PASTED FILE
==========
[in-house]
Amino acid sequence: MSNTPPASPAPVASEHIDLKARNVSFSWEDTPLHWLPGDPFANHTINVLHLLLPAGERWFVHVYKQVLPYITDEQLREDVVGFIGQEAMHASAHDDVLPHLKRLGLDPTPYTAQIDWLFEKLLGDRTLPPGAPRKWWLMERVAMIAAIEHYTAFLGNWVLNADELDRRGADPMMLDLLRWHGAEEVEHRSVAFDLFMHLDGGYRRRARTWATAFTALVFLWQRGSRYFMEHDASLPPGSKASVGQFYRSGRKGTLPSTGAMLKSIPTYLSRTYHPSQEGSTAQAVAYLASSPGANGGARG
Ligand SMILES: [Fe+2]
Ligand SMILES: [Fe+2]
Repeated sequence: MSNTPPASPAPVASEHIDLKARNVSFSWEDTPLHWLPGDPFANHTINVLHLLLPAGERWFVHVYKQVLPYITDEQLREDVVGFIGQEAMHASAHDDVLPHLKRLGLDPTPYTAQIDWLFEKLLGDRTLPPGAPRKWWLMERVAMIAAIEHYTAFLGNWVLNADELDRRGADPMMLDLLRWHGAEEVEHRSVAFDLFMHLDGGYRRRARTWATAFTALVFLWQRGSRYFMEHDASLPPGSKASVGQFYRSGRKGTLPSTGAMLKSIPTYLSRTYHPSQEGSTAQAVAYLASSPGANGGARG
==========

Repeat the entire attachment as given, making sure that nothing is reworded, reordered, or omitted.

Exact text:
[in-house]
Amino acid sequence: MSNTPPASPAPVASEHIDLKARNVSFSWEDTPLHWLPGDPFANHTINVLHLLLPAGERWFVHVYKQVLPYITDEQLREDVVGFIGQEAMHASAHDDVLPHLKRLGLDPTPYTAQIDWLFEKLLGDRTLPPGAPRKWWLMERVAMIAAIEHYTAFLGNWVLNADELDRRGADPMMLDLLRWHGAEEVEHRSVAFDLFMHLDGGYRRRARTWATAFTALVFLWQRGSRYFMEHDASLPPGSKASVGQFYRSGRKGTLPSTGAMLKSIPTYLSRTYHPSQEGSTAQAVAYLASSPGANGGARG
Ligand SMILES: [Fe+2]
Ligand SMILES: [Fe+2]
Repeated sequence: MSNTPPASPAPVASEHIDLKARNVSFSWEDTPLHWLPGDPFANHTINVLHLLLPAGERWFVHVYKQVLPYITDEQLREDVVGFIGQEAMHASAHDDVLPHLKRLGLDPTPYTAQIDWLFEKLLGDRTLPPGAPRKWWLMERVAMIAAIEHYTAFLGNWVLNADELDRRGADPMMLDLLRWHGAEEVEHRSVAFDLFMHLDGGYRRRARTWATAFTALVFLWQRGSRYFMEHDASLPPGSKASVGQFYRSGRKGTLPSTGAMLKSIPTYLSRTYHPSQEGSTAQAVAYLASSPGANGGARG